Understand how HTTP cookies work

Cookies are an essential part of the Web because they allow conversations and can usually identify users during navigation


By using Cookies, we can exchange information between the server and the browser to provide a way to customize user sessions and allow the server to identify users between requests.

HTTP is stateless, which means that all request sources to the server are exactly the same, and the server cannot determine whether the request comes from a client that has made a request before, or whether it is a new request.

When the HTTP request starts, the browser sends the cookie to the server, and then sends the cookie back from the server, which can edit its content.

Cookies are essentially used to store the session ID.

In the past, because there was no other choice, cookies were used to store various types of data. But nowWeb Storage API(Local storage and session storage) andIndex database, We have a better choice.

Especially because the limit of the data that cookies can save is very low, because cookies are sent back and forth to our server for each HTTP request, including images or CSS /JavaScriptfile.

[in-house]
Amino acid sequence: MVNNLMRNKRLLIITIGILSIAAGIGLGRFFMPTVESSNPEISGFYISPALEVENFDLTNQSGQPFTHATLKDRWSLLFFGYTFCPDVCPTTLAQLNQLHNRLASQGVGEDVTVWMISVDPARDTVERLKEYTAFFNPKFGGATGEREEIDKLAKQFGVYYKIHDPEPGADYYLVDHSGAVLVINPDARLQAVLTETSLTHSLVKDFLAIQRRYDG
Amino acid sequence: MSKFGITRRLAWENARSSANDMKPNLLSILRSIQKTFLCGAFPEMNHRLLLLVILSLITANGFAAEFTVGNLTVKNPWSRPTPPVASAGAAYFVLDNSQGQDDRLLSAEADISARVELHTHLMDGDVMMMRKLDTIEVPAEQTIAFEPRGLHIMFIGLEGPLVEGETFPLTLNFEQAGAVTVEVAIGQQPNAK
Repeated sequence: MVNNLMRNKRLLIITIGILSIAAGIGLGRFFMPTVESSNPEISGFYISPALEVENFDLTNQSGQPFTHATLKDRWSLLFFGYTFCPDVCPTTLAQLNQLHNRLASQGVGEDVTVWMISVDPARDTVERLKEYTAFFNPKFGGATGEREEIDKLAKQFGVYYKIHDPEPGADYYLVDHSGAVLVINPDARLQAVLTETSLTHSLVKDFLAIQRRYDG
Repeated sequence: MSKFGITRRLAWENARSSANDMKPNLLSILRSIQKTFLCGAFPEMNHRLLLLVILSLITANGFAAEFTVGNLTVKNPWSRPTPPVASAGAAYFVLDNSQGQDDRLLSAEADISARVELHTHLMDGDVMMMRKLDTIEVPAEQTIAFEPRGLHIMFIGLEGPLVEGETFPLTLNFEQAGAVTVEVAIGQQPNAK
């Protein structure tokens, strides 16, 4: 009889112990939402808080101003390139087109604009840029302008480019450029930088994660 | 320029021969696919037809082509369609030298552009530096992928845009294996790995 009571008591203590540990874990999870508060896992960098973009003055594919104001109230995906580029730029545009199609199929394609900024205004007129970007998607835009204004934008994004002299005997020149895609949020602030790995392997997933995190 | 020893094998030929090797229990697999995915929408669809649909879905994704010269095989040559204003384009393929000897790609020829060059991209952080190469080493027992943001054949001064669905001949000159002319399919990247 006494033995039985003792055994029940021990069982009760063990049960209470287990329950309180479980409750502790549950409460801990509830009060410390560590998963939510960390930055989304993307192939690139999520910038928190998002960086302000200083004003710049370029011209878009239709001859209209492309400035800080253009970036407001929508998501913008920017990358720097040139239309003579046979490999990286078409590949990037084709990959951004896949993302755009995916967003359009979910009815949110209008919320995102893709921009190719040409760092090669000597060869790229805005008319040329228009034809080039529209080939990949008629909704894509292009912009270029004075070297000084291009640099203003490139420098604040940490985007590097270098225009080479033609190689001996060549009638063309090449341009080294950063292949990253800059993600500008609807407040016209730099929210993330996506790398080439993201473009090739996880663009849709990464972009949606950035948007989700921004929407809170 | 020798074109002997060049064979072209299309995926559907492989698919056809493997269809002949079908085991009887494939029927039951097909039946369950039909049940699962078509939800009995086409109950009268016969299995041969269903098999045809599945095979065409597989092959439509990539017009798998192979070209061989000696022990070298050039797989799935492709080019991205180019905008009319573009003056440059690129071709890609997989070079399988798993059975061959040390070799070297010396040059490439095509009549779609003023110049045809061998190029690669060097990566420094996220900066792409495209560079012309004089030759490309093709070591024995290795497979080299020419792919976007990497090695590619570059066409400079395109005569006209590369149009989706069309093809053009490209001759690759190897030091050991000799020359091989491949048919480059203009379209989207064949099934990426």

Cookies have a long history. The first version was released in 1994. Over time, they were standardized in multiple RFC versions.

RFC stands for "Soliciting Comments", which is the method defined by the Internet Engineering Task Force (IETF). IETF is the entity responsible for setting standards for the Internet

The latest specifications for cookies are inRFC 6265, which is dated 2011.

Limitations of Cookies

  • Cookies can only be stored4KB data
  • Cookies arePrivate domain. The website can only read the cookies set by it, but not the cookies of other domains
  • Each domain can limit up to 20 cookies (but the specific number depends on the specific browser implementation)
  • The total number of cookies is limited (but the exact number depends on the specific browser implementation). If this number is exceeded, the new cookie will replace the old cookie.

Cookie can be set or read server side or client side.

On the client side, cookies are made byFile objectAsdocument.cookie